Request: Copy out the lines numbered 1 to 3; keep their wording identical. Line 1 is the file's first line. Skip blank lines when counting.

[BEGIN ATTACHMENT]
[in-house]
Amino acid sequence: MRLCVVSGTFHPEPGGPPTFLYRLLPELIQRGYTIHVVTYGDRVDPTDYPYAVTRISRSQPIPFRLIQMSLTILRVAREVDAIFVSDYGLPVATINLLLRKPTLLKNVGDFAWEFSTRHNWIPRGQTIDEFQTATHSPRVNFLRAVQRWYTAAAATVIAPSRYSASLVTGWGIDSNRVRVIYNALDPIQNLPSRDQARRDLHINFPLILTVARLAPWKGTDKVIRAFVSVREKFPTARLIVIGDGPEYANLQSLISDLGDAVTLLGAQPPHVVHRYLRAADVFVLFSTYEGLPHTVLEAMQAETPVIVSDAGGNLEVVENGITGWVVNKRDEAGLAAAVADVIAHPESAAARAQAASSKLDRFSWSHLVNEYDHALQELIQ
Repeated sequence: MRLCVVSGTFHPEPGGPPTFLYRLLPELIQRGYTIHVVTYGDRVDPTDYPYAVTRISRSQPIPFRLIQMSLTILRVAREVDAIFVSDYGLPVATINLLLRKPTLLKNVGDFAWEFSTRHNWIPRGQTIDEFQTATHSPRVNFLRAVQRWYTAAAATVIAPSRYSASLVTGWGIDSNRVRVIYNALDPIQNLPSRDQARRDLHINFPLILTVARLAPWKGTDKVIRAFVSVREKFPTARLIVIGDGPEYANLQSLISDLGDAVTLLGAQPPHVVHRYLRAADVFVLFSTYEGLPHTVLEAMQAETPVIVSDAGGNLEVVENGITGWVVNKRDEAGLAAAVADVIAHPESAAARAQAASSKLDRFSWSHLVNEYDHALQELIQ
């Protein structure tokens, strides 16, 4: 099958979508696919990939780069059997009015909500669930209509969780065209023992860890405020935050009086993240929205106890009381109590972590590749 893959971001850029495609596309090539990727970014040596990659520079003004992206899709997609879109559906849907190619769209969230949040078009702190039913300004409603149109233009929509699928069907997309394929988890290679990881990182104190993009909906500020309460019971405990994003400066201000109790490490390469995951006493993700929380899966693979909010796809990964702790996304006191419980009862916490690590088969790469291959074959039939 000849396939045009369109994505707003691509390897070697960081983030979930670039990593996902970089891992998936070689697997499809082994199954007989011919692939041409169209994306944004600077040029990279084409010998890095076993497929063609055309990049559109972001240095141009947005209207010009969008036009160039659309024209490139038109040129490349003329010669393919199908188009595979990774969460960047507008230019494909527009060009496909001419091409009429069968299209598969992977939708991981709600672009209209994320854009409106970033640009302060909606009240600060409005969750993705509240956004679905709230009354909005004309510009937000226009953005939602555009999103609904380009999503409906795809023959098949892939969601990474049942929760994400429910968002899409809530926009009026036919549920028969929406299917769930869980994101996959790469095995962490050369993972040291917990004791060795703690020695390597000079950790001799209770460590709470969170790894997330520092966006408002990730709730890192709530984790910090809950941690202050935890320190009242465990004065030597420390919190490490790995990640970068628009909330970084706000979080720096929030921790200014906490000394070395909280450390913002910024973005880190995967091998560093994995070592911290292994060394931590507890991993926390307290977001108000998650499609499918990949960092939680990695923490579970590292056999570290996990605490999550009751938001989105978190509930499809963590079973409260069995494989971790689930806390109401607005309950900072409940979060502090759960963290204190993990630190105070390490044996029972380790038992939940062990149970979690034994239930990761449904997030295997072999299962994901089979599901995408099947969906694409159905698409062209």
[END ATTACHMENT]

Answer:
[in-house]
Amino acid sequence: MRLCVVSGTFHPEPGGPPTFLYRLLPELIQRGYTIHVVTYGDRVDPTDYPYAVTRISRSQPIPFRLIQMSLTILRVAREVDAIFVSDYGLPVATINLLLRKPTLLKNVGDFAWEFSTRHNWIPRGQTIDEFQTATHSPRVNFLRAVQRWYTAAAATVIAPSRYSASLVTGWGIDSNRVRVIYNALDPIQNLPSRDQARRDLHINFPLILTVARLAPWKGTDKVIRAFVSVREKFPTARLIVIGDGPEYANLQSLISDLGDAVTLLGAQPPHVVHRYLRAADVFVLFSTYEGLPHTVLEAMQAETPVIVSDAGGNLEVVENGITGWVVNKRDEAGLAAAVADVIAHPESAAARAQAASSKLDRFSWSHLVNEYDHALQELIQ
Repeated sequence: MRLCVVSGTFHPEPGGPPTFLYRLLPELIQRGYTIHVVTYGDRVDPTDYPYAVTRISRSQPIPFRLIQMSLTILRVAREVDAIFVSDYGLPVATINLLLRKPTLLKNVGDFAWEFSTRHNWIPRGQTIDEFQTATHSPRVNFLRAVQRWYTAAAATVIAPSRYSASLVTGWGIDSNRVRVIYNALDPIQNLPSRDQARRDLHINFPLILTVARLAPWKGTDKVIRAFVSVREKFPTARLIVIGDGPEYANLQSLISDLGDAVTLLGAQPPHVVHRYLRAADVFVLFSTYEGLPHTVLEAMQAETPVIVSDAGGNLEVVENGITGWVVNKRDEAGLAAAVADVIAHPESAAARAQAASSKLDRFSWSHLVNEYDHALQELIQ